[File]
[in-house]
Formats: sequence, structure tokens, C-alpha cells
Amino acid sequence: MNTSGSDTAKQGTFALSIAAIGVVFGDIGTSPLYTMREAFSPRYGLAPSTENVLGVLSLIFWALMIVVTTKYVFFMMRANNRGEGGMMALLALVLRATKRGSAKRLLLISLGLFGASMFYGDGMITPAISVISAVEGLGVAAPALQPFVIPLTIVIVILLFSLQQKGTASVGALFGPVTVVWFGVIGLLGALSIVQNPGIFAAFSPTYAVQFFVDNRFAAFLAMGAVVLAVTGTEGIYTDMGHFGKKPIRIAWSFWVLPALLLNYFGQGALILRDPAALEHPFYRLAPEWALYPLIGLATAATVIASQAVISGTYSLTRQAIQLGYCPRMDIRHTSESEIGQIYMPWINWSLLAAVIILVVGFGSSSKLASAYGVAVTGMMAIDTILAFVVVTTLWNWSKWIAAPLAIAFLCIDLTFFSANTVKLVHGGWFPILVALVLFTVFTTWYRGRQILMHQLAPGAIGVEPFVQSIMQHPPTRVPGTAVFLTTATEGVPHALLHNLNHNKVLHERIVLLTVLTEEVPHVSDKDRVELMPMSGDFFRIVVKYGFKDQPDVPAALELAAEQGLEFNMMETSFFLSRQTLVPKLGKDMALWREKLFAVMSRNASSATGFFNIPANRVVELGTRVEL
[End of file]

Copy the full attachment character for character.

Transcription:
[in-house]
Formats: sequence, structure tokens, C-alpha cells
Amino acid sequence: MNTSGSDTAKQGTFALSIAAIGVVFGDIGTSPLYTMREAFSPRYGLAPSTENVLGVLSLIFWALMIVVTTKYVFFMMRANNRGEGGMMALLALVLRATKRGSAKRLLLISLGLFGASMFYGDGMITPAISVISAVEGLGVAAPALQPFVIPLTIVIVILLFSLQQKGTASVGALFGPVTVVWFGVIGLLGALSIVQNPGIFAAFSPTYAVQFFVDNRFAAFLAMGAVVLAVTGTEGIYTDMGHFGKKPIRIAWSFWVLPALLLNYFGQGALILRDPAALEHPFYRLAPEWALYPLIGLATAATVIASQAVISGTYSLTRQAIQLGYCPRMDIRHTSESEIGQIYMPWINWSLLAAVIILVVGFGSSSKLASAYGVAVTGMMAIDTILAFVVVTTLWNWSKWIAAPLAIAFLCIDLTFFSANTVKLVHGGWFPILVALVLFTVFTTWYRGRQILMHQLAPGAIGVEPFVQSIMQHPPTRVPGTAVFLTTATEGVPHALLHNLNHNKVLHERIVLLTVLTEEVPHVSDKDRVELMPMSGDFFRIVVKYGFKDQPDVPAALELAAEQGLEFNMMETSFFLSRQTLVPKLGKDMALWREKLFAVMSRNASSATGFFNIPANRVVELGTRVEL